Actor Oded Kotler, who insulted millions of Israelis by comparing uncultured nationalists to “a herd of beasts,” told Culture and Sports Minister Miri Regev Sunday that he cannot be forced to make an appearance in the Jordan Valley. That area, he said, was not part of Israel, and he only made appearances in Israel, he told Regev and President Reuven Rivlin.
“That's 'abroad,'” Kotler said of the Jordan Valley, using the common Hebrew acronym “chul.” Rivlin stressed to Kotler that the Jordan Valley was indeed a part of Israel – and that much of it was located within the 1948 armistice lines. Listening in, Regev said that “if I had mentioned that they would have accused me of politicizing the discussion.”
Kotler, Regev, Rivlin, and a number of representatives from the “Tel Aviv in-crowd” of musicians, actors, playwrights, and other cultural figures, gathered at the President's House Sunday at Rivlin's invitation, as the president sought to reduce the tension between Regev and Israel's artistic community.
The brouhaha broke out last week when Kotler, one of Israel's best known actors, mocked Regev at an artists' rally that was held to protest the new government's policy that no funding would go to artists who boycott the state. That rally took place after Regev said she was defunding the Jaffa-based Elmina Theater after its founder, Norman Issa, said he would not perform in the Jordan Valley.
'Straw and stubble'
“Imagine your world, Mrs. Regev,” Kotler said, “as a quiet world, with no book, no music, no poem, a world with no one to disturb… no one to disturb the nation, in its celebration of 30 mandates, followed by a marching herd of beasts chewing straw and stubble.”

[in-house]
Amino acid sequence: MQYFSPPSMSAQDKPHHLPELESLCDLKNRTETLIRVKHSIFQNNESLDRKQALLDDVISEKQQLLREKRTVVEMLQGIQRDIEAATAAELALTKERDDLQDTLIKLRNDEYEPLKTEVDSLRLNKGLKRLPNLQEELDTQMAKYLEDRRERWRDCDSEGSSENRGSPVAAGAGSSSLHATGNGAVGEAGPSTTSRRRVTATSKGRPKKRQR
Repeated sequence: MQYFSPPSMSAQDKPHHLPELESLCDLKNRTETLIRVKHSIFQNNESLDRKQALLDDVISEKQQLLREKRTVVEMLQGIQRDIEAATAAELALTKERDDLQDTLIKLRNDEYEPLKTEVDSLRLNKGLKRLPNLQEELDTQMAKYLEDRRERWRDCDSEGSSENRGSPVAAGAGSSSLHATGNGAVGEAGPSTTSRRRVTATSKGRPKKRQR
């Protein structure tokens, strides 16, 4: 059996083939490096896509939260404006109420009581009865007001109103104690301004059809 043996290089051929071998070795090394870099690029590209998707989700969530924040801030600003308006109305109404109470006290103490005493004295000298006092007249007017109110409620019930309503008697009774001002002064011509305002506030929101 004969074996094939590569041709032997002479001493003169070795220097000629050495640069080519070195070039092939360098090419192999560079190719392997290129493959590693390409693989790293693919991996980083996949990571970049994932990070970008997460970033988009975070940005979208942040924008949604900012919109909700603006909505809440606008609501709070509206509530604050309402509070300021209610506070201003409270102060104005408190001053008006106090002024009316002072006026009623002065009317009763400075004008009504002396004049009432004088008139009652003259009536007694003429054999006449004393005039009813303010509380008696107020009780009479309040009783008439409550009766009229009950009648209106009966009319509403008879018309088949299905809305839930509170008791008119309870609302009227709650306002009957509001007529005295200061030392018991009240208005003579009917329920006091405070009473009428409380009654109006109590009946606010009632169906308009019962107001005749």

The comments were slammed by both coalition and opposition MKs, with Regev insisting that she was not trying to shut anyone up, but just trying to use taxpayers' money wisely by withholding government funding from projects that supported Israel's enemies. Supporters of Kotler and others who demand full funding for any and every project, regardless of the will of the people, have sharply criticized Regev at several public venues over the past week. The Sunday meeting was meant to patch things up between Regev and the artistic community.
Regev said that she had stressed that she was fully in favor of freedom of expression – but that she, as a public servant, was obligated to spend the public's money in the way the public, not she or anyone else, saw fit. Few Israelis, according to polls and the makeup of the Knesset, support efforts by foreign or local groups to boycott Israelis, no matter where they live – so, Regev said, she could not in good conscience fund organizations that boycott people or places in Israel.
“My emphasis is on funding culture in all parts of Israel, including the geographic and social periphery,” she said. “I want all Israelis, Jews and Arabs, in all parts of the country to enjoy cultural events, without any issues of boycotts.”